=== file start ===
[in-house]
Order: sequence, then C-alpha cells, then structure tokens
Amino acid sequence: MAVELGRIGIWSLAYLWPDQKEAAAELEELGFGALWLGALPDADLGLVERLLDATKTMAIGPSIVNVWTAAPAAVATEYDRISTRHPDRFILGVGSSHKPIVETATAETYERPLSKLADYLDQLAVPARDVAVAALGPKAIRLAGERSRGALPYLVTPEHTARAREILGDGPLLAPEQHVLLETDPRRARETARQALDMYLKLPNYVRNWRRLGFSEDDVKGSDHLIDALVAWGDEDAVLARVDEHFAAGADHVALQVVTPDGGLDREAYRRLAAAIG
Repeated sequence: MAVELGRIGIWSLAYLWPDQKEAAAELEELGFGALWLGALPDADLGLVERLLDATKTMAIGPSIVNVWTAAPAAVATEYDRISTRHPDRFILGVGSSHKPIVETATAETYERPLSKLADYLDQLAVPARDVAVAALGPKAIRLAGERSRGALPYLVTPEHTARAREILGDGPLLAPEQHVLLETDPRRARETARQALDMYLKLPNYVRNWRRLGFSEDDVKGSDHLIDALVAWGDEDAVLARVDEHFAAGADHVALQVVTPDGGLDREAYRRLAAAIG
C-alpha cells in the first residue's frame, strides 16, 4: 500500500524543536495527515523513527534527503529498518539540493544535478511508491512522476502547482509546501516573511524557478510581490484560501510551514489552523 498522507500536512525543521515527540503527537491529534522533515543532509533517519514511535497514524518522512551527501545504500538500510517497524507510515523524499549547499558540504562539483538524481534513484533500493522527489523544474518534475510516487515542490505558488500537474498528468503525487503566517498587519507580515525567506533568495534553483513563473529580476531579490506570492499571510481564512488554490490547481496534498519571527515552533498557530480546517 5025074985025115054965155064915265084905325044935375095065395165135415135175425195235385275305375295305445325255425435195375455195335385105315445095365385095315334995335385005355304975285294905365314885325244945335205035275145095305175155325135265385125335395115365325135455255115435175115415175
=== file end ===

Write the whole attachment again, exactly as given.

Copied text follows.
[in-house]
Order: sequence, then C-alpha cells, then structure tokens
Amino acid sequence: MAVELGRIGIWSLAYLWPDQKEAAAELEELGFGALWLGALPDADLGLVERLLDATKTMAIGPSIVNVWTAAPAAVATEYDRISTRHPDRFILGVGSSHKPIVETATAETYERPLSKLADYLDQLAVPARDVAVAALGPKAIRLAGERSRGALPYLVTPEHTARAREILGDGPLLAPEQHVLLETDPRRARETARQALDMYLKLPNYVRNWRRLGFSEDDVKGSDHLIDALVAWGDEDAVLARVDEHFAAGADHVALQVVTPDGGLDREAYRRLAAAIG
Repeated sequence: MAVELGRIGIWSLAYLWPDQKEAAAELEELGFGALWLGALPDADLGLVERLLDATKTMAIGPSIVNVWTAAPAAVATEYDRISTRHPDRFILGVGSSHKPIVETATAETYERPLSKLADYLDQLAVPARDVAVAALGPKAIRLAGERSRGALPYLVTPEHTARAREILGDGPLLAPEQHVLLETDPRRARETARQALDMYLKLPNYVRNWRRLGFSEDDVKGSDHLIDALVAWGDEDAVLARVDEHFAAGADHVALQVVTPDGGLDREAYRRLAAAIG
C-alpha cells in the first residue's frame, strides 16, 4: 500500500524543536495527515523513527534527503529498518539540493544535478511508491512522476502547482509546501516573511524557478510581490484560501510551514489552523 498522507500536512525543521515527540503527537491529534522533515543532509533517519514511535497514524518522512551527501545504500538500510517497524507510515523524499549547499558540504562539483538524481534513484533500493522527489523544474518534475510516487515542490505558488500537474498528468503525487503566517498587519507580515525567506533568495534553483513563473529580476531579490506570492499571510481564512488554490490547481496534498519571527515552533498557530480546517 5025074985025115054965155064915265084905325044935375095065395165135415135175425195235385275305375295305445325255425435195375455195335385105315445095365385095315334995335385005355304975285294905365314885325244945335205035275145095305175155325135265385125335395115365325135455255115435175115415175